The battle for the streets of San Antonio continues,as a new lawsuit has been filed on behalf of three disabled San Antonians, claiming the ride sharing firms 'Uber' and 'Lytt' violate the Americans with Disabilities act and should not be allowed to operate in the city, 1200 WOAI news reports.

  Attorney Jose Garza, who filed the lawsuit, told 1200 WOAI news that, even though Lyft and Uber operate using the personal cars of residents, the company is a 'public accommodation,' and as such, must follow the ADA, which requires that a 'reasonable accommodation' be made for the needs of the disabled.

  "We are asking that if they are going to be allowed to enter the market, they must meet the requirements of the ADA," Garza said.

  Registered taxicabs must meet ADA standards, and cab drivers have spent in excess of $1,000 fitting their cabs with devices to allow wheelchairs to be accommodated and disabled people to get into taxis.  Garza says the private vehicles owned by San Antonians who drive for Uber and Lyft have taken no such steps.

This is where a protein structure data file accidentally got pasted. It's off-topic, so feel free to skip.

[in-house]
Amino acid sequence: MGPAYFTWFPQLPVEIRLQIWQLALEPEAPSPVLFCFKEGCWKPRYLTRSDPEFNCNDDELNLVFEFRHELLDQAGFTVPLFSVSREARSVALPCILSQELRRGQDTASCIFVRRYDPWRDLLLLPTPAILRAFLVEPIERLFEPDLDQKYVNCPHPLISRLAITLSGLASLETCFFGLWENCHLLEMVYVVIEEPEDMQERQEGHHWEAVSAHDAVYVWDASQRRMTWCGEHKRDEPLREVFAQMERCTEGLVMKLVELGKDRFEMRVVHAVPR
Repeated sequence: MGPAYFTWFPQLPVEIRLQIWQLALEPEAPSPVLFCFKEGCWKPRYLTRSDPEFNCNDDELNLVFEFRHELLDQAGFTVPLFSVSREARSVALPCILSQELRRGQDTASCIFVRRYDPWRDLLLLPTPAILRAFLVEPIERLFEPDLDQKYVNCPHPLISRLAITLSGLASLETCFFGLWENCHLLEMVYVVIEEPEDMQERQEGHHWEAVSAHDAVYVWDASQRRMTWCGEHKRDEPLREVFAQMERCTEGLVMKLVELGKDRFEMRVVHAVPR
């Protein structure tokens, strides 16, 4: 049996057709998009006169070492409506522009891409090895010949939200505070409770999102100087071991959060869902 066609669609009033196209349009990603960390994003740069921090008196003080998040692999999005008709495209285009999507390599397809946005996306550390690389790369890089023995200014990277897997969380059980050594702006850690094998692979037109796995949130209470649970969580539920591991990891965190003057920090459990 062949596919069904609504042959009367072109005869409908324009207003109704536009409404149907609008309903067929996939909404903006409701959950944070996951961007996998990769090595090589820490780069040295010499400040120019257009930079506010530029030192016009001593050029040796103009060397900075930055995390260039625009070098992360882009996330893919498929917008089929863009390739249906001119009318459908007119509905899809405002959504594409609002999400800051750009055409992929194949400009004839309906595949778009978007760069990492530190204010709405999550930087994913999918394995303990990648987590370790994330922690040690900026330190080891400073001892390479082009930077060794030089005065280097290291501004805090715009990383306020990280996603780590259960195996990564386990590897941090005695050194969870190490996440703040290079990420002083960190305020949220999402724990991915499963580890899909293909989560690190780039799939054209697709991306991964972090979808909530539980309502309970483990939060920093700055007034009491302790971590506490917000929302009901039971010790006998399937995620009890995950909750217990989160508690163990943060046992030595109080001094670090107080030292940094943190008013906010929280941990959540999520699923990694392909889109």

"There should be some assurances and some way that they can access these services," Garza said.

  The lawsuit, which was filed in federal court in San Antonio, says the plaintiffs have been unable to utilize the services of Uber and Lyft because the cars used by the ridesharing firms do not include 'any mechanism by which to serve mobility impaired individuals.'

  Uber and Lyft claim to be 'your friend with a car,' and operate on the same concept that a friend might pay another friend gas money to take them to the store when their car is in the shop.  The San Antonio Police Department and the local taxi industry say they violate city law and have attempted to shut down the firms.

  The lawsuit asks a federal judge to bar Uber and Lyft drivers from picking up any riders through their 'app' system until all vehicles which are used are found to be in compliance with ADA standards.